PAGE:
After the breach: Putting your cyber house in order

Having detected the penetration of your cybersecurity perimeter, the next step is to resolve the problem and get back into normal operations quickly.

Today’s cybersecurity is good, with most prevention solutions having a 99.9% or higher detection rate for common malware, but once penetrated, identification is usually a case of too little, too late. The mean time to identify (MTTI) a data breach was 201 days, and a mean time to contain (MTTC) was 70 days. In up to 70% of cases, data breaches were detected by third parties.

So prevention is good, and detection is not so good, but that still leaves the critical third and most important pillar of effective cybersecurity, resolution. Resolving a cybersecurity issue is typically based on the successful execution of an Incident Response Plan (IRP), a set of written instructions for detecting, responding to, and limiting the effects of an information security event. Think of it as the steps to putting your house back in order after a catastrophe occurs.

Given the sad state of MTTI and MTTC, having the ability to quickly resolve an issue once it is detected would seem to be essential, but as a recent report indicates, most organizations don’t do even that. A survey of 2,000 IT and IT security professionals found that 75% do not have a formal cybersecurity incident response plan that is applied consistently across the organization. Of those with a CSIRP in place, 52% have either not reviewed or updated the plan since it was put in place, or have no set plan for doing so.

Another challenge is the sheer number of security alerts that need further investigation but are ignored because of the lack of skills and resources to look into each one. Almost half of enterprise cybersecurity professionals (42%) claim that they ignore a “significant number of security alerts” because they can’t keep up with the volume. Another 32% say that they ignore “a marginal number of security alerts” for the same reason, and 31% of those forced to ignore security alerts claim they ignore 50% or more security alerts because they can’t keep up with the overall volume.

Fortunately, there are a number of resources available to address this gap. First, says cybersecurity guru Jon Oltsik, a principal analyst at Enterprise Strategy Group, is to make sure you have a formal and documented IRP, and a good place to start is the NIST Computer Security Incident Response Guide, listed below.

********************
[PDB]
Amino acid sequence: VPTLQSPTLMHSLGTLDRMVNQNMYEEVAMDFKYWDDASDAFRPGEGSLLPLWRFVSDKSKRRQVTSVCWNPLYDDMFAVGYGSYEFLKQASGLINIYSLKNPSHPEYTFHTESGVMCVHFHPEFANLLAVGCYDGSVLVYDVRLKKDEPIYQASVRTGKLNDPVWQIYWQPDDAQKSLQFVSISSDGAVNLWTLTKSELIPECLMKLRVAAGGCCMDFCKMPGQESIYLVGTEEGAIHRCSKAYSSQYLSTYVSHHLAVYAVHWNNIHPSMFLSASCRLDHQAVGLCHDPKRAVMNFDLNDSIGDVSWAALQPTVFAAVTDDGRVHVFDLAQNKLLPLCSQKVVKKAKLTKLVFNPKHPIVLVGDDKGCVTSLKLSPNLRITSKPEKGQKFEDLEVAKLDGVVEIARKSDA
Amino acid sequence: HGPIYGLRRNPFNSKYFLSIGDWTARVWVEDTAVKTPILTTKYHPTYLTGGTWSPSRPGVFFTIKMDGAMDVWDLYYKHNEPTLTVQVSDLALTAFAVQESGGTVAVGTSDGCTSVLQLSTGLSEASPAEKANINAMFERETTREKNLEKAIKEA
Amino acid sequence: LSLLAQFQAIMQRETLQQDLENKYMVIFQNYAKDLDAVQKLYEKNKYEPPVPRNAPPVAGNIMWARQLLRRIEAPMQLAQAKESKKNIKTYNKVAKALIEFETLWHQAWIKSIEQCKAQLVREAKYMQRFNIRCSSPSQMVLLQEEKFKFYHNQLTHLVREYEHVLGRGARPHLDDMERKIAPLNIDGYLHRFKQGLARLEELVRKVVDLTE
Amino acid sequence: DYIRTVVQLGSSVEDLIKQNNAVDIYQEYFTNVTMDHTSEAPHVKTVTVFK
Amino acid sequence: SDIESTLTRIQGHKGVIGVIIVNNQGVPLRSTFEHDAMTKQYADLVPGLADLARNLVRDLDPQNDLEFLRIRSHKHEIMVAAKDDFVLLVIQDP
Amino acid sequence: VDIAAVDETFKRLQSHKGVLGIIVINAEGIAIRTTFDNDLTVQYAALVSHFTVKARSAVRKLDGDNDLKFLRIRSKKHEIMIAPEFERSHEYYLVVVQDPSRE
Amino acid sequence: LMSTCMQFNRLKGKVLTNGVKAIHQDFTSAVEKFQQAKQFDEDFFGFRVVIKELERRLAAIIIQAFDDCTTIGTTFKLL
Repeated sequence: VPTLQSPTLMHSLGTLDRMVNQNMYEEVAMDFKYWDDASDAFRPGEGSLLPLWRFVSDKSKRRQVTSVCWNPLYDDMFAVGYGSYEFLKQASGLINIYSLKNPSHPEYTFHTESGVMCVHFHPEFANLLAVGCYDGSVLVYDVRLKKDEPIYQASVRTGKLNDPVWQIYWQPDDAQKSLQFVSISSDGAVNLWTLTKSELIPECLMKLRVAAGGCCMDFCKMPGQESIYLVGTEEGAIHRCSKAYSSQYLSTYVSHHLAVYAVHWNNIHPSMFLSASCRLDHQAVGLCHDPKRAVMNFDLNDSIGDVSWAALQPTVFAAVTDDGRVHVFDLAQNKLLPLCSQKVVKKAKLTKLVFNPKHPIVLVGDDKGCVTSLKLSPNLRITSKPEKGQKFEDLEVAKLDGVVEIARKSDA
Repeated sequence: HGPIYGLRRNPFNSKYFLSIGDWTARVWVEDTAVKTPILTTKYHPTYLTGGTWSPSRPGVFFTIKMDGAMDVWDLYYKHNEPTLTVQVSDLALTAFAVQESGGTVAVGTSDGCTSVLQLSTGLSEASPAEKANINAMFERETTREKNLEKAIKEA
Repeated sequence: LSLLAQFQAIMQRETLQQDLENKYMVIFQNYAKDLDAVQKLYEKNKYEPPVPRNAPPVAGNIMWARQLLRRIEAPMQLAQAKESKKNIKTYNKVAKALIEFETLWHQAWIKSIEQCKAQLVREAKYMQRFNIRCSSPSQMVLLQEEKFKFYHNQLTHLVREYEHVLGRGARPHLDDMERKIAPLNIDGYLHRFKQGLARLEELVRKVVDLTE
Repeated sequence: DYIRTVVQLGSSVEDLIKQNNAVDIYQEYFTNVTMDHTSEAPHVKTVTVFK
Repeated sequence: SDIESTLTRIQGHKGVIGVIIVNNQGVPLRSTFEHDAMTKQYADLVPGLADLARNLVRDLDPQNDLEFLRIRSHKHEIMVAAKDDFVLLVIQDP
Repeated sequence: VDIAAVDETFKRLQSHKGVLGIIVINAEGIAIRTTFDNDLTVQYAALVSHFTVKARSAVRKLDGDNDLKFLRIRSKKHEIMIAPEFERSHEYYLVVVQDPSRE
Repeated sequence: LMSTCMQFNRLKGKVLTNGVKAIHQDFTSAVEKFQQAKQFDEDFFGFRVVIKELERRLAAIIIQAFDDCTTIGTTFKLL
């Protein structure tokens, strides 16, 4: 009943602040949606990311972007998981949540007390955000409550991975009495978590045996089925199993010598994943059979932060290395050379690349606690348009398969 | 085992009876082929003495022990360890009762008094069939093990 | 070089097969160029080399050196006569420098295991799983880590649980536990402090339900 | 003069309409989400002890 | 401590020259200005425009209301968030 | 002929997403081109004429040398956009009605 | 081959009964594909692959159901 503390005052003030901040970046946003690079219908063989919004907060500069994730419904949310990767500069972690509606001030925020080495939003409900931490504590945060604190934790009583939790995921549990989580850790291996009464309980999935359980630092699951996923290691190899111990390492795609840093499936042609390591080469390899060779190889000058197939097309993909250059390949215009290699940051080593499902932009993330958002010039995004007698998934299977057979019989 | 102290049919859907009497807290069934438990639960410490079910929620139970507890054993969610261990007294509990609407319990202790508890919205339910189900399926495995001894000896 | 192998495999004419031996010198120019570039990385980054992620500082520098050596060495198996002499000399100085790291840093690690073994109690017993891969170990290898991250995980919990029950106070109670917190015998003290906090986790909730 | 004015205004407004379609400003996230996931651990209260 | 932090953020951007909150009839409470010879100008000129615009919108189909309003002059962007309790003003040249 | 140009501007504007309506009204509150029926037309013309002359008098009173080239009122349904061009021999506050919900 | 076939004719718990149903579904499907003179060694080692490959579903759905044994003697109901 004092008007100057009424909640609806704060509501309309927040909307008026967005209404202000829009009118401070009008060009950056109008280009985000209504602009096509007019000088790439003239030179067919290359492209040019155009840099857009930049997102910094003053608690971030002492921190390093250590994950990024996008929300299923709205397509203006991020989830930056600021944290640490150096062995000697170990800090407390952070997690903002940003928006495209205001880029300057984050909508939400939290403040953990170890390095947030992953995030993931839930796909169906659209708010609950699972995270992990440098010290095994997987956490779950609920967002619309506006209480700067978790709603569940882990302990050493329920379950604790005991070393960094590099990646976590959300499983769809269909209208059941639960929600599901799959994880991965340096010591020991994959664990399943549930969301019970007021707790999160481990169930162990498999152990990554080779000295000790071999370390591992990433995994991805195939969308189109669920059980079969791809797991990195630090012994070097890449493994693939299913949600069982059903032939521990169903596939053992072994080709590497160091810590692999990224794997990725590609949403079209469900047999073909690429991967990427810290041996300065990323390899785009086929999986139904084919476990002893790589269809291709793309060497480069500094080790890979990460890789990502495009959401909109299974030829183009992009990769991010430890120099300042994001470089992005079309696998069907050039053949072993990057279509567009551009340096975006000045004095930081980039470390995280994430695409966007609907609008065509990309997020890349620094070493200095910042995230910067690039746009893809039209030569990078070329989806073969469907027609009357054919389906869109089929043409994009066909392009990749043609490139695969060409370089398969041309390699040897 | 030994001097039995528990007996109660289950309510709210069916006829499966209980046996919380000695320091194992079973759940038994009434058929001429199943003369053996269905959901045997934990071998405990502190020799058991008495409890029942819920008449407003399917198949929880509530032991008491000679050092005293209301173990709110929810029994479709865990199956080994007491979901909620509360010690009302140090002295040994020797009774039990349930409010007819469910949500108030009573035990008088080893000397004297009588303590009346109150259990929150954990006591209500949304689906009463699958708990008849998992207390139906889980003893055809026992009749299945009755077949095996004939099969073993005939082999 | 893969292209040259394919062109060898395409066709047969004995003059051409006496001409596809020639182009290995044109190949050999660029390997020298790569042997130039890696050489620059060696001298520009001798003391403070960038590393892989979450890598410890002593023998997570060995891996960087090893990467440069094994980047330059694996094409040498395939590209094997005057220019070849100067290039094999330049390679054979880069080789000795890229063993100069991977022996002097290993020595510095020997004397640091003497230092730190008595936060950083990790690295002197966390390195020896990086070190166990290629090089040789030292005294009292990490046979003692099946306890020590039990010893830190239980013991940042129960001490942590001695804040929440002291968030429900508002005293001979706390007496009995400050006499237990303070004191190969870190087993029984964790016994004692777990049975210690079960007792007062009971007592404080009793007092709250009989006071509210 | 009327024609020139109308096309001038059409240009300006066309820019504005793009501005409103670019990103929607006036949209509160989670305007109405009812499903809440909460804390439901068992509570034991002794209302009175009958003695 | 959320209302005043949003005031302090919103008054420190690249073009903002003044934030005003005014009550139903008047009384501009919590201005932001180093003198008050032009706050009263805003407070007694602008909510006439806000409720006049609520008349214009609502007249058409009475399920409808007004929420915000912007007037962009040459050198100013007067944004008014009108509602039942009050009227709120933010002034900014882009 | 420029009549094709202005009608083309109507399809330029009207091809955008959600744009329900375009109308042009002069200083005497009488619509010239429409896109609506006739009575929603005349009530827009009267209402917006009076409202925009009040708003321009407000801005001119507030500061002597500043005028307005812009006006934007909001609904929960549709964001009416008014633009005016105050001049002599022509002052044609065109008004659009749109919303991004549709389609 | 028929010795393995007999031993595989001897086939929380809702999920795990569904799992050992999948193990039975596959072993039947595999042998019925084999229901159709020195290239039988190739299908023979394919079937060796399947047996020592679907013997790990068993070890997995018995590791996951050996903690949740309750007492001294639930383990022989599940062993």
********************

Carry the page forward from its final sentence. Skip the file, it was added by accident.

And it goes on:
Once you have an IRP, the next step is to optimize the process bottlenecks, from data collection and analysis to decision-making and the handoff from security to IT. You should also consider cyber insurance and outsourcing to a third party who specializes in cybersecurity and has the resources and skills to investigate alerts, and consequently make better decisions and prioritizations, and therefore reduce risks and time to resolution.

With the three pillars of an effective cybersecurity framework you can minimize your risks and sleep soundly. Just understand that effectiveness depends upon all three pillars - prevention, detection, and resolution - working together seamlessly.

Read part 1 of the series, Prevention: One-third of a healthy cybersecurity regimen
Read part 2 of the series: Detection: What you don’t know will hurt you

NIST Computer Security Incident Response Guide

Establishing an incident response capability should include the following actions:

  • Creating an incident response policy and plan
  • Developing procedures for performing incident handling and reporting
  • Setting guidelines for communicating with outside parties regarding incidents
  • Selecting a team structure and staffing model
  • Establishing relationships and lines of communication between the incident response team and other groups, both internal (e.g., legal department) and external (e.g., law enforcement agencies)
  • Determining what services the incident response team should provide
  • Staffing and training the incident response team
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